Artificial intelligence (AI) research enjoyed an initial period of enthusiasm in the 1970s and 80s. But this enthusiasm was tempered by a long interlude of frustration when genuinely useful AI applications failed to be forthcoming. Today, we are experiencing once again a period of enthusiasm, fired above all by the successes of the technology of deep neural networks or deep machine learning. In this paper we draw attention to what we take to be serious problems underlying current views of artificial (...) intelligence encouraged by these successes, especially in the domain of language processing. We then show an alternative approach to language-centric AI, in which we identify a role for philosophy. (shrink)
The book’s core argument is that an artificial intelligence that could equal or exceed human intelligence—sometimes called artificial general intelligence (AGI)—is for mathematical reasons impossible. It offers two specific reasons for this claim: Human intelligence is a capability of a complex dynamic system—the human brain and central nervous system. Systems of this sort cannot be modelled mathematically in a way that allows them to operate inside a computer. In supporting their claim, the authors, Jobst Landgrebe and Barry Smith, marshal evidence (...) from mathematics, physics, computer science, philosophy, linguistics, and biology, setting up their book around three central questions: What are the essential marks of human intelligence? What is it that researchers try to do when they attempt to achieve "artificial intelligence" (AI)? And why, after more than 50 years, are our most common interactions with AI, for example with our bank’s computers, still so unsatisfactory? Landgrebe and Smith show how a widespread fear about AI’s potential to bring about radical changes in the nature of human beings and in the human social order is founded on an error. There is still, as they demonstrate in a final chapter, a great deal that AI can achieve which will benefit humanity. But these benefits will be achieved without the aid of systems that are more powerful than humans, which are as impossible as AI systems that are intrinsically "evil" or able to "will" a takeover of human society. (shrink)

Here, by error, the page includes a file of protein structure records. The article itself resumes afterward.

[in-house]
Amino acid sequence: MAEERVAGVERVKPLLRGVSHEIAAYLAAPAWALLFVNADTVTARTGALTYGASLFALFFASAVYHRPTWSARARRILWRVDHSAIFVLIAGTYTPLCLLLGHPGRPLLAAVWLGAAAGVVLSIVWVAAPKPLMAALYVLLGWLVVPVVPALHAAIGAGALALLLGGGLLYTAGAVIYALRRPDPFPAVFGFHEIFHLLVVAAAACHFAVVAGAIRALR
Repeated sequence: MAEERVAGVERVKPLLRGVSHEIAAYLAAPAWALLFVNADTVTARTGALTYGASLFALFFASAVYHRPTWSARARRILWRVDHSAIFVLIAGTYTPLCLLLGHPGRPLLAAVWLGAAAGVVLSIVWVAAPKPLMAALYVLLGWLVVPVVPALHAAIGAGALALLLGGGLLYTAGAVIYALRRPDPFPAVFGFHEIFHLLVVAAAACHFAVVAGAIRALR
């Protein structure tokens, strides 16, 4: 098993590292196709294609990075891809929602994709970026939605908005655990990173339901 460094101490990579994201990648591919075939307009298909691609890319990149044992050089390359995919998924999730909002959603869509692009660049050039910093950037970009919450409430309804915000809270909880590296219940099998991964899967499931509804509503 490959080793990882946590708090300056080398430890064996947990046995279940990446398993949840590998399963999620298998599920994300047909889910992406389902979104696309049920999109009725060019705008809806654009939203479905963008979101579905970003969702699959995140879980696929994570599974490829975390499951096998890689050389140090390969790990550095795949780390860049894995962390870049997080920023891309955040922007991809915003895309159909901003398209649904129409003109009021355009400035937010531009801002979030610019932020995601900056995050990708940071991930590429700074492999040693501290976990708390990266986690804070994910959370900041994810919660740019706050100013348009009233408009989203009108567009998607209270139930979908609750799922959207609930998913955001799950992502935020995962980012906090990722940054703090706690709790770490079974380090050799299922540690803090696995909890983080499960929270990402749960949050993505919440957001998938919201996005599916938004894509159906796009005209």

The term ‘intelligence’ as used in this paper refers to items of knowledge collected for the sake of assessing and maintaining national security. The intelligence community (IC) of the United States (US) is a community of organizations that collaborate in collecting and processing intelligence for the US. The IC relies on human-machine-based analytic strategies that 1) access and integrate vast amounts of information from disparate sources, 2) continuously process this information, so that, 3) a maximally comprehensive understanding of world actors (...) and their behaviors can be developed and updated. Herein we describe an approach to utilizing outcomes-based learning (OBL) to support these efforts that is based on an ontology of the cognitive processes performed by intelligence analysts. Of particular importance to the Cognitive Process Ontology is the class Representation that is Warranted. Such a representation is descriptive in nature and deserving of trust in its veridicality. The latter is because a Representation that is Warranted is always produced by a process that was vetted (or successfully designed) to reliably produce veridical representations. As such, Representations that are Warranted are what in other contexts we might refer to as ‘items of knowledge’. (shrink)
Barry Smith recently discussed the diagraphs of book eight of Jacob Lorhard’s Ogdoas scholastica under the heading “birth of ontology” (Smith, 2022; this issue). Here, I highlight the commonalities between the original usage of diagraphs in the tradition of Ramus for didactic purposes and the the usage of their present-day successors–modern ontologies–for computational purposes. The modern ideas of ontology and of the universal computer were born just two generations apart in the breakthrough century of instrumental reason.